In Will drafting, it is common to include beneficiary designations for life insurance, TFSAs and RRSPS/RRIFs, but sometimes pension plans are overlooked. If the client has a spouse (married or common law), the spouse will automatically receive the client’s pension survivor benefits pursuant to Ontario law. However, members of a plan generally have the ability to designate a non-spouse beneficiary to receive benefits in the event that they die with no spouse surviving. In Ontario, the ability to designate a beneficiary by Will to receive benefits from a pension plan on a member’s death is found in sections 50 and 51 of the Succession Law Reform Act.
As with any asset, when making a pension plan beneficiary designation it is important to ask: who pays the tax? Failure to consider this question can result in an asset distribution that is not in line with the client’s intention (e.g. when the residuary beneficiaries of an estate bear the tax burden of a RRSP that goes to a different beneficiary, as in the recent case of Morrison v. Morrison.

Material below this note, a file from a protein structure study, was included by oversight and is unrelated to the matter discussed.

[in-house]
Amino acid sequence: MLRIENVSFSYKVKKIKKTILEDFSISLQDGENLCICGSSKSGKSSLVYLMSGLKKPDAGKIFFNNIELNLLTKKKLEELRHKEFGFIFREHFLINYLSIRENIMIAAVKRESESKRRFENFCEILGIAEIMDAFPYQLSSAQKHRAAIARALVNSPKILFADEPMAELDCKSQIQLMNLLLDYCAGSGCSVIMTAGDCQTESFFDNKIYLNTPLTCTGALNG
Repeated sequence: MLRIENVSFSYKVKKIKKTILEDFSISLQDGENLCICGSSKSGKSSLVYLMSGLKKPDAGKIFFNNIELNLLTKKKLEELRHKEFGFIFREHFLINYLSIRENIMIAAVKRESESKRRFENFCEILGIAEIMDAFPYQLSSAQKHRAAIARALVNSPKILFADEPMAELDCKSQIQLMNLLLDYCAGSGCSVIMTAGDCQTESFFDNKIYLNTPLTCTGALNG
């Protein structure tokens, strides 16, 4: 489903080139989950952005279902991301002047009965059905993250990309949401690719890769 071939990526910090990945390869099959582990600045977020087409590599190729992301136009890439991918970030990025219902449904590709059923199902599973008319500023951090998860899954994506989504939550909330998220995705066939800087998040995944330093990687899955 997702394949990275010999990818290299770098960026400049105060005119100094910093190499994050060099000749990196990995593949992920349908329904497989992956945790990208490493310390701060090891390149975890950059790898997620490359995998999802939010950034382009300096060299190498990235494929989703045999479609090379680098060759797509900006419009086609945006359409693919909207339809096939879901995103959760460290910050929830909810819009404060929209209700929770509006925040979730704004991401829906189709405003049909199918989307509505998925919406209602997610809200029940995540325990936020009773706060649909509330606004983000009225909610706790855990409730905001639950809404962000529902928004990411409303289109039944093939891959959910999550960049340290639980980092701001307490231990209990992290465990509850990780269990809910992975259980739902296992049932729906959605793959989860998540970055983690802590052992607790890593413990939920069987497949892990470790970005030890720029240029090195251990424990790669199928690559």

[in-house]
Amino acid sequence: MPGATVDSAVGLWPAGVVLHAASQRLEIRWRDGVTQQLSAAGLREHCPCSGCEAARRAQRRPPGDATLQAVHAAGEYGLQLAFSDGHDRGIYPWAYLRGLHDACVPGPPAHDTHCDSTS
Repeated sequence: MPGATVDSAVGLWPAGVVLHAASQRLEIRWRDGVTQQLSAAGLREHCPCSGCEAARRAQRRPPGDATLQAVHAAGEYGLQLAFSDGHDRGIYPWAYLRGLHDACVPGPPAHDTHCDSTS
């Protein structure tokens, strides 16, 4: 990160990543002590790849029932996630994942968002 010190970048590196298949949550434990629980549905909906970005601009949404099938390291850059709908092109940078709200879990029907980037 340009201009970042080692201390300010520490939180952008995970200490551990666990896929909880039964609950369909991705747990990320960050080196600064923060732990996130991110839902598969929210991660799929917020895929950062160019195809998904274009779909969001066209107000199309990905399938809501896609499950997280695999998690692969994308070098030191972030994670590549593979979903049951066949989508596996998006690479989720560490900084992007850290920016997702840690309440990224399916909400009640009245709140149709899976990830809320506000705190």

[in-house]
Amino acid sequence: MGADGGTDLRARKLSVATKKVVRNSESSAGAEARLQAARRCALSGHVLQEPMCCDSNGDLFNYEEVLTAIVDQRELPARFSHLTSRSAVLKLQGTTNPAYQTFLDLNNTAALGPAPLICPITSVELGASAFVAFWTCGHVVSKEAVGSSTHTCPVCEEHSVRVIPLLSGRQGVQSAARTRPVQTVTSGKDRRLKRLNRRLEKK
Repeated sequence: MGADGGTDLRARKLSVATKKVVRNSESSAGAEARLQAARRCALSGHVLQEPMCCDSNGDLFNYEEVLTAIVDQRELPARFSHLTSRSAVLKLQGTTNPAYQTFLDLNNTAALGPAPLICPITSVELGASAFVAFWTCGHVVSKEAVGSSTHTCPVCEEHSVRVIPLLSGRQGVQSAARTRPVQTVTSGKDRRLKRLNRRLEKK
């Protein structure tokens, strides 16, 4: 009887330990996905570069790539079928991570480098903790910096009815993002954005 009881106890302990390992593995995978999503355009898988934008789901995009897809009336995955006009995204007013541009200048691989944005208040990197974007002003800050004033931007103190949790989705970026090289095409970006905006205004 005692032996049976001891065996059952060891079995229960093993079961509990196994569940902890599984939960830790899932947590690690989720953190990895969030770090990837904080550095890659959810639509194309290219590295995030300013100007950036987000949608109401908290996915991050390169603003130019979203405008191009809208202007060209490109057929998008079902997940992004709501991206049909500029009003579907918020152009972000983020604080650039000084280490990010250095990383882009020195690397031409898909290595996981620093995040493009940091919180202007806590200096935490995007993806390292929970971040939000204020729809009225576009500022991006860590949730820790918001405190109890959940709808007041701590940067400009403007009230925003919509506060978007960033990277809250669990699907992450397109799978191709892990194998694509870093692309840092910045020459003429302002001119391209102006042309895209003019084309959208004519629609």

In a recently released severed letter, the CRA was asked whether a payment from a pension plan as a result of the death of the member is taxable and, if so, whether the payment qualifies for the $10,000 “death benefit” exemption. Under the proposed hypothetical scenario, a distribution was made to the taxpayer as the designated beneficiary of a deceased pension plan member. The CRA confirmed that the amount received by the taxpayer would be considered a “superannuation or pension benefit” and not a “death benefit”. It would therefore be included in the taxpayer’s income for tax purposes pursuant to subparagraph 56(1)(a)(i) and would not qualify for the $10,000 “death benefit” exclusion.